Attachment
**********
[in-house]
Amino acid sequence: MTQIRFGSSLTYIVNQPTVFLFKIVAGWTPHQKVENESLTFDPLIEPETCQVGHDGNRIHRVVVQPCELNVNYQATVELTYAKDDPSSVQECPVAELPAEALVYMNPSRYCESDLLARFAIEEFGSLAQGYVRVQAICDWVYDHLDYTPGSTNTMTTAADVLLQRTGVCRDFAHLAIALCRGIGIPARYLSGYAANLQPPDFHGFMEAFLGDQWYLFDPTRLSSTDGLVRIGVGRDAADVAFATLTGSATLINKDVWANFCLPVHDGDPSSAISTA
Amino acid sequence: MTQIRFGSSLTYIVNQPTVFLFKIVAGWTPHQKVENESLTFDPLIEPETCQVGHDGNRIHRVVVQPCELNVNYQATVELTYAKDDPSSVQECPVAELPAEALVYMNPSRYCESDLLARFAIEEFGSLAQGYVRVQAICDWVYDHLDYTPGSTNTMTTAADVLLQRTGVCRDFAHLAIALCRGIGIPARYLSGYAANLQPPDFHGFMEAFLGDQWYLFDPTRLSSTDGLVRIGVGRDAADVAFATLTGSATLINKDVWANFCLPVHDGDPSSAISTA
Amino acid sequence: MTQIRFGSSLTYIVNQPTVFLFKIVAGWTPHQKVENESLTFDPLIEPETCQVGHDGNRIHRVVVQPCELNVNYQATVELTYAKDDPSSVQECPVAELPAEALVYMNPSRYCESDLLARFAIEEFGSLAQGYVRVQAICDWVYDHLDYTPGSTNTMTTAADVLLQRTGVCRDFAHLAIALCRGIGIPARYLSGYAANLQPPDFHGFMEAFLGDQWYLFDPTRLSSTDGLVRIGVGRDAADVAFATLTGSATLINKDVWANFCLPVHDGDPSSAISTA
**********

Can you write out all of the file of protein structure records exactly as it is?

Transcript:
[in-house]
Amino acid sequence: MTQIRFGSSLTYIVNQPTVFLFKIVAGWTPHQKVENESLTFDPLIEPETCQVGHDGNRIHRVVVQPCELNVNYQATVELTYAKDDPSSVQECPVAELPAEALVYMNPSRYCESDLLARFAIEEFGSLAQGYVRVQAICDWVYDHLDYTPGSTNTMTTAADVLLQRTGVCRDFAHLAIALCRGIGIPARYLSGYAANLQPPDFHGFMEAFLGDQWYLFDPTRLSSTDGLVRIGVGRDAADVAFATLTGSATLINKDVWANFCLPVHDGDPSSAISTA
Amino acid sequence: MTQIRFGSSLTYIVNQPTVFLFKIVAGWTPHQKVENESLTFDPLIEPETCQVGHDGNRIHRVVVQPCELNVNYQATVELTYAKDDPSSVQECPVAELPAEALVYMNPSRYCESDLLARFAIEEFGSLAQGYVRVQAICDWVYDHLDYTPGSTNTMTTAADVLLQRTGVCRDFAHLAIALCRGIGIPARYLSGYAANLQPPDFHGFMEAFLGDQWYLFDPTRLSSTDGLVRIGVGRDAADVAFATLTGSATLINKDVWANFCLPVHDGDPSSAISTA
Amino acid sequence: MTQIRFGSSLTYIVNQPTVFLFKIVAGWTPHQKVENESLTFDPLIEPETCQVGHDGNRIHRVVVQPCELNVNYQATVELTYAKDDPSSVQECPVAELPAEALVYMNPSRYCESDLLARFAIEEFGSLAQGYVRVQAICDWVYDHLDYTPGSTNTMTTAADVLLQRTGVCRDFAHLAIALCRGIGIPARYLSGYAANLQPPDFHGFMEAFLGDQWYLFDPTRLSSTDGLVRIGVGRDAADVAFATLTGSATLINKDVWANFCLPVHDGDPSSAISTA